Joel Booker: The White Sox picked Booker out of the University of Iowa in the 22nd round, and he made a name for himself with his speed. Between 33 games in the AZL and 32 games in the Pioneer League, he stole 41 bases in 44 attempts. The slash line wasn’t bad either, as he hit .312/.403/.404 with a 15 percent strikeout rate, and showed the ability to draw plunkings, too (13 in 65 games). Some of this success is age-based (a 22-year-old in the Pioneer League), but he was a late bloomer in college, and the speed stands out.


Chris Comito: The White Sox selected him out of Norwalk (Iowa) High School in the 15th round in 2015, paying $170,000 to keep him from joining Booker at Iowa. His season followed Zangari’s, as Comito struggled at Kannapolis as a 19-year-old before getting reassigned to Great Falls and finding his groove after turning 20.

  • Kanny: 9 GS, 6.48 ERA, 41.2 IP, 57 H, 4 HR, 11 BB, 27 K
  • GF: 14 GS, 3.43 ERA, 86.2 IP, 71 H, 7 HR, 15 BB, 89 K

The strikeout rate was a revelation, because only fanned 33 in 57 innings during an otherwise-impressive showing in the AZL in 2015. He was especially impressive down the stretch allowing just four runs (three earned) over his last four starts, lasting seven innings each time and striking out 39 to just six walks over those 28 innings. Entering the 2015 draft, Baseball America considered him projectable (he’s 6’5") and said he could be "something special if his fastball gains a tick." Kannapolis should tell us something next year.

Yosmer Solorzano: The surprise of the AZL White Sox last season continued to perform in the Pioneer League. The 19-year-old Dominican righty struck out 81 batters to 18 walks over 81 innings, and, like Comito, got stronger as the year got longer. He threw seven no-hit innings against Helena on Aug. 20, and after a burp his next time out, finished the year with a pair of complete games, the latter rain-shortened:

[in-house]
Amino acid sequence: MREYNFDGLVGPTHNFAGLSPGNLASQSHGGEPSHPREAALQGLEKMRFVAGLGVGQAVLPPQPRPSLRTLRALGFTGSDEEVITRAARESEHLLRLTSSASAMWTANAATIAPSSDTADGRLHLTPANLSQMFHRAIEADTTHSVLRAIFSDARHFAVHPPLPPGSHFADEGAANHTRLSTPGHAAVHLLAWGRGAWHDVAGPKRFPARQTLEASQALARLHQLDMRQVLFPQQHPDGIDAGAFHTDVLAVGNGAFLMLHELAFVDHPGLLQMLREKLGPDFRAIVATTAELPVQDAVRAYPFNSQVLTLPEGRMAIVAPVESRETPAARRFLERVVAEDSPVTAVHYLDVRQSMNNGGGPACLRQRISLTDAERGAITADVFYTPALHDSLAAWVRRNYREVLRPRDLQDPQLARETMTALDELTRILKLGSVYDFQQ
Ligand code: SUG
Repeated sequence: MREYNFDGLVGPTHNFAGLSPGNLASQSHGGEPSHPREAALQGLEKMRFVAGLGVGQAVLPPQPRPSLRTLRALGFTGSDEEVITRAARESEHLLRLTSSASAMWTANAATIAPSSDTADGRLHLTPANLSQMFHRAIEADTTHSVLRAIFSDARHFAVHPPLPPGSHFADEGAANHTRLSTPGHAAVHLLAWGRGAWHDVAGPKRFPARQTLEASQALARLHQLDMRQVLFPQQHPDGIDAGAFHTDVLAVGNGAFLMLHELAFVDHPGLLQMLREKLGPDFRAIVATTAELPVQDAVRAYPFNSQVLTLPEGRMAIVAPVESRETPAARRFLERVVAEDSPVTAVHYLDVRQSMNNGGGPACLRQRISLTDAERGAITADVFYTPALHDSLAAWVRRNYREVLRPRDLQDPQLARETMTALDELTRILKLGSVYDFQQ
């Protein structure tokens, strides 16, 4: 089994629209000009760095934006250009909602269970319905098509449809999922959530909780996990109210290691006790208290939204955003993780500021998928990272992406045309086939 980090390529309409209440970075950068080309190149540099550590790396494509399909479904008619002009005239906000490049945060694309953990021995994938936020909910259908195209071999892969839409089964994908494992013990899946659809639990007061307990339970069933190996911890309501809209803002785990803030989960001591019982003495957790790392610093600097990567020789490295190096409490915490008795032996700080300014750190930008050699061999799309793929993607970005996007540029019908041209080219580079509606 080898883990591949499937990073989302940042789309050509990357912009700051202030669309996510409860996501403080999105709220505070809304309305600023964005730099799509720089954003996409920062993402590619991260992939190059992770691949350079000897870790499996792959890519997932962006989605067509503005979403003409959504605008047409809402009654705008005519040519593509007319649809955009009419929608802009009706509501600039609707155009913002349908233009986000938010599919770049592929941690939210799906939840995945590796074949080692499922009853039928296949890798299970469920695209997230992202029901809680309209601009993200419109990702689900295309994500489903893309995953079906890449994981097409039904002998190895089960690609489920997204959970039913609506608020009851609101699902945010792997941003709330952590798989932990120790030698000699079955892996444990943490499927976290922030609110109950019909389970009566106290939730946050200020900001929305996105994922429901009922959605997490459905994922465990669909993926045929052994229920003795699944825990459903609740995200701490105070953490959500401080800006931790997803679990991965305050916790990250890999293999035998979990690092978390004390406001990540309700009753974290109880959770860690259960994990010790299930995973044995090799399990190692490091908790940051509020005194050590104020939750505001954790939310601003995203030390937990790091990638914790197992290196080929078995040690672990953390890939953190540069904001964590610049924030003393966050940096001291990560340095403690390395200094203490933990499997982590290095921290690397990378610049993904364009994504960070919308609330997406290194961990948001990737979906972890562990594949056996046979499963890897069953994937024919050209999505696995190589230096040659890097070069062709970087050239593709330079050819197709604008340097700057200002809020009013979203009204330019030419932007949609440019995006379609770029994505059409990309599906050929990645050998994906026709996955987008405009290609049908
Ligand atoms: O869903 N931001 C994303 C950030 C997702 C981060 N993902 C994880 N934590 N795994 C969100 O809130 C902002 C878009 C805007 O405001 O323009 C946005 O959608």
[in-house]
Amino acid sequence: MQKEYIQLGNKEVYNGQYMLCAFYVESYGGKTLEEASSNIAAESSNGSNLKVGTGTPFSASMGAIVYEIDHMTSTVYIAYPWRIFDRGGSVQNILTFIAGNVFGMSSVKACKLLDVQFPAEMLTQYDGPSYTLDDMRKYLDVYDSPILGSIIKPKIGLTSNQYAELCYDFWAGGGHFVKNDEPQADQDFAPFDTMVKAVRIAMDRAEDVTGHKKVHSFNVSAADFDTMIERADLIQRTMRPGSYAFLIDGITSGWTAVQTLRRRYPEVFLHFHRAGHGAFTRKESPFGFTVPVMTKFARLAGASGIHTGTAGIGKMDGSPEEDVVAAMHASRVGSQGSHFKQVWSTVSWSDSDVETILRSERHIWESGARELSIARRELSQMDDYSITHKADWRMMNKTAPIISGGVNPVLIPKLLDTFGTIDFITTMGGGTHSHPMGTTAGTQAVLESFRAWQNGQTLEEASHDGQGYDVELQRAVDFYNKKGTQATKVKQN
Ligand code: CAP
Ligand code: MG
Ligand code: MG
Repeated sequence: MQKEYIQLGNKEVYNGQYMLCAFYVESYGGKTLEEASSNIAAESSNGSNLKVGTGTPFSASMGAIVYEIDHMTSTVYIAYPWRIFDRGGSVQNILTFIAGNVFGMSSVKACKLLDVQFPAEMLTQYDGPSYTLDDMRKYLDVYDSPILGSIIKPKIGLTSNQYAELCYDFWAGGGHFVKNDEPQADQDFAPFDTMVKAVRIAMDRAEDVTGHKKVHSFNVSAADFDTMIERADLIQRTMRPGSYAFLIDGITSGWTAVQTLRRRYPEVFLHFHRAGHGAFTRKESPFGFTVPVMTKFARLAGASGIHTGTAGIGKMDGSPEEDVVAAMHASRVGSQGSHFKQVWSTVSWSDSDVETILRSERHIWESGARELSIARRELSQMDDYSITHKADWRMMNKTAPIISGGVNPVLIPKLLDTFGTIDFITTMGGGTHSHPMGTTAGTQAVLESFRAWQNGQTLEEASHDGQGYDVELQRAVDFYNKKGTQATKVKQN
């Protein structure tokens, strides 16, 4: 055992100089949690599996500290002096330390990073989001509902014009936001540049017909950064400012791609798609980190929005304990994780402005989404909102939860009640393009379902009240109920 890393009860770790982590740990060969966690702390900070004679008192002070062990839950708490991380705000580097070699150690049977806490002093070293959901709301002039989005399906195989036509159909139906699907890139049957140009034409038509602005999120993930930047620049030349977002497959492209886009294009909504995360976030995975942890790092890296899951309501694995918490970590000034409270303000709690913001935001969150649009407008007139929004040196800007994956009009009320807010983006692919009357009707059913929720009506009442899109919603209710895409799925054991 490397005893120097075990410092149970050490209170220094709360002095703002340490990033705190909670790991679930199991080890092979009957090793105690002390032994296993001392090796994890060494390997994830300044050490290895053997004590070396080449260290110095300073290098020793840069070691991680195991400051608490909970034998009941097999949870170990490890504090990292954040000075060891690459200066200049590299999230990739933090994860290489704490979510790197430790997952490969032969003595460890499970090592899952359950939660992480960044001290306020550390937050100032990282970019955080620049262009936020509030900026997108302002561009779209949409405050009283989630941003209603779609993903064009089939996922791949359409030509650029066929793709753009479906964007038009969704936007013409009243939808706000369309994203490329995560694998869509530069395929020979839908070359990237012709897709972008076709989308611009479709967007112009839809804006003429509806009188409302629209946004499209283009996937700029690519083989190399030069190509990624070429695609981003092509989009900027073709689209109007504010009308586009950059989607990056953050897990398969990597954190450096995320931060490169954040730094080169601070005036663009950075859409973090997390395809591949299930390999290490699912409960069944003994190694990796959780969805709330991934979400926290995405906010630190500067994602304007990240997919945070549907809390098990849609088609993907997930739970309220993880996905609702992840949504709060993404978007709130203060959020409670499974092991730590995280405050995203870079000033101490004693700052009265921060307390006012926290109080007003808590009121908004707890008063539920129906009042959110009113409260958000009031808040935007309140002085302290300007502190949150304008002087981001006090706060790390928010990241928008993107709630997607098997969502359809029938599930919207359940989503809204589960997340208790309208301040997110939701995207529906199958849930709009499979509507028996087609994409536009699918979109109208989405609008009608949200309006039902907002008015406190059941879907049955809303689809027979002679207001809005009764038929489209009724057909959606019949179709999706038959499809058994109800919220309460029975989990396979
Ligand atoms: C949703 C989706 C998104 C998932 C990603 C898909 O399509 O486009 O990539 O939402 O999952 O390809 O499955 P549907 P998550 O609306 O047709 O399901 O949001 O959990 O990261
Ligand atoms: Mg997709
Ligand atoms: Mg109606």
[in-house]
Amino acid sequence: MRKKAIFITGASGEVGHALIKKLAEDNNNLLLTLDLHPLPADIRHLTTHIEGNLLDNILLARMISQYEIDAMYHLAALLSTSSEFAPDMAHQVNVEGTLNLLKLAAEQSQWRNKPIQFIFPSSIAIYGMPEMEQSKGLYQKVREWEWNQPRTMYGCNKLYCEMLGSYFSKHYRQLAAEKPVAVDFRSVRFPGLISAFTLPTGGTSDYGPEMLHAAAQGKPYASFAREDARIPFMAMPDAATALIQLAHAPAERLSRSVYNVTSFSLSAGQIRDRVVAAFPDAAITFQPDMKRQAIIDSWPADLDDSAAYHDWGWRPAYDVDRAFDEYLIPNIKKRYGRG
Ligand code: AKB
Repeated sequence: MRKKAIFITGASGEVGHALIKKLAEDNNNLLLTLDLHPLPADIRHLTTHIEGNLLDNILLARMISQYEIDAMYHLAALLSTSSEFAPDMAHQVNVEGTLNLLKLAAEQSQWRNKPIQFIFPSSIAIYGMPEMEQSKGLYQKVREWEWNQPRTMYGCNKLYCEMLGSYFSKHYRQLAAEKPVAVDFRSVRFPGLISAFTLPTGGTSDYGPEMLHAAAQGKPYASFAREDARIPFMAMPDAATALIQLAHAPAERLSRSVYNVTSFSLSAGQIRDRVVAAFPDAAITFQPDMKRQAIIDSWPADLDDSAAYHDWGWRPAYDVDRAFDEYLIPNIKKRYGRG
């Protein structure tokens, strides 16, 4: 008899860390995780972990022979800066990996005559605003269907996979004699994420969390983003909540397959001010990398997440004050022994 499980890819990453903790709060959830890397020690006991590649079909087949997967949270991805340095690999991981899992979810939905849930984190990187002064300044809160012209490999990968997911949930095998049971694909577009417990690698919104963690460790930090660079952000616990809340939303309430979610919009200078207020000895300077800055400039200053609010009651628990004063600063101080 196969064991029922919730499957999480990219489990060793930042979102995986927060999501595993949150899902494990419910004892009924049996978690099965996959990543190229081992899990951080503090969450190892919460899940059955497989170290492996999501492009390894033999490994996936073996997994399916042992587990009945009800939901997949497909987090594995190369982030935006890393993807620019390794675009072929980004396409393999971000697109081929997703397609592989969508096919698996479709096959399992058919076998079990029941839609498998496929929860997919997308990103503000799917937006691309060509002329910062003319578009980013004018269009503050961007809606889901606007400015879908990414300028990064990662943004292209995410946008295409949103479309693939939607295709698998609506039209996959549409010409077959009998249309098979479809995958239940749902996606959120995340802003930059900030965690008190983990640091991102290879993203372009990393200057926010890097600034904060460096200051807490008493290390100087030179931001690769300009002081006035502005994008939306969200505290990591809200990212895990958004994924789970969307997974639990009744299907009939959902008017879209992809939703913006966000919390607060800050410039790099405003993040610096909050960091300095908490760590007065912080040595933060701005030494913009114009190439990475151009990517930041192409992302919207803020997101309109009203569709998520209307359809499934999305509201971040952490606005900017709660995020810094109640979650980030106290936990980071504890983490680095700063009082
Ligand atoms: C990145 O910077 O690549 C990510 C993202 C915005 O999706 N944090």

• Aug. 30: 9 IP, 5 H, 1 R, 1 ER, 0 BB, 10 K
  • Sept. 4: 5 IP, 0 H, 0 R, 1 BB, 9 K

He recorded three times as many strikeouts (33) as hits allowed (11) over his final 27 innings. He signed for $100,000 in 2014.

Between the two of them:

Bernardo Flores: The seventh-round lefty out of USC enjoyed fine results (6-1, 3.66 ERA) despite shaky peripherals (59 IP, 63 H, 4 HR, 12 BB, 45 K) in his pro debut. He’ll take it, considering he wore a 6.70 ERA in 16 games during his junior year with the Trojans. He worked mainly out of the bullpen in college — Baseball America said he threw almost entirely fastballs — but the White Sox started him in all 11 games. He held left-handed hitters to a .595 OPS, 150 points lower than righties (.747).

Jake Elliott: A teammate of the second-round pick Hansen at Oklahoma, Elliott also shares a similar build (6’7", 230 pounds) and collegiate history (a disappointing decline in his junior year, which might be why the Sooners' pitching coach stepped down after the season). The White Sox signed Elliott for $100,000 after taking him in the 15th round, and he had a fine year out of the Voyagers bullpen. He pitched 16 of 18 games in relief, with 45 strikeouts to just nine walks over 37⅔ innings. His 4.30 ERA was inflated by two unsuccessful starts (10 earned runs over eight innings). He did throw five shutout innings in relief on July 15, so he’s not a complete stranger to success in longer outings.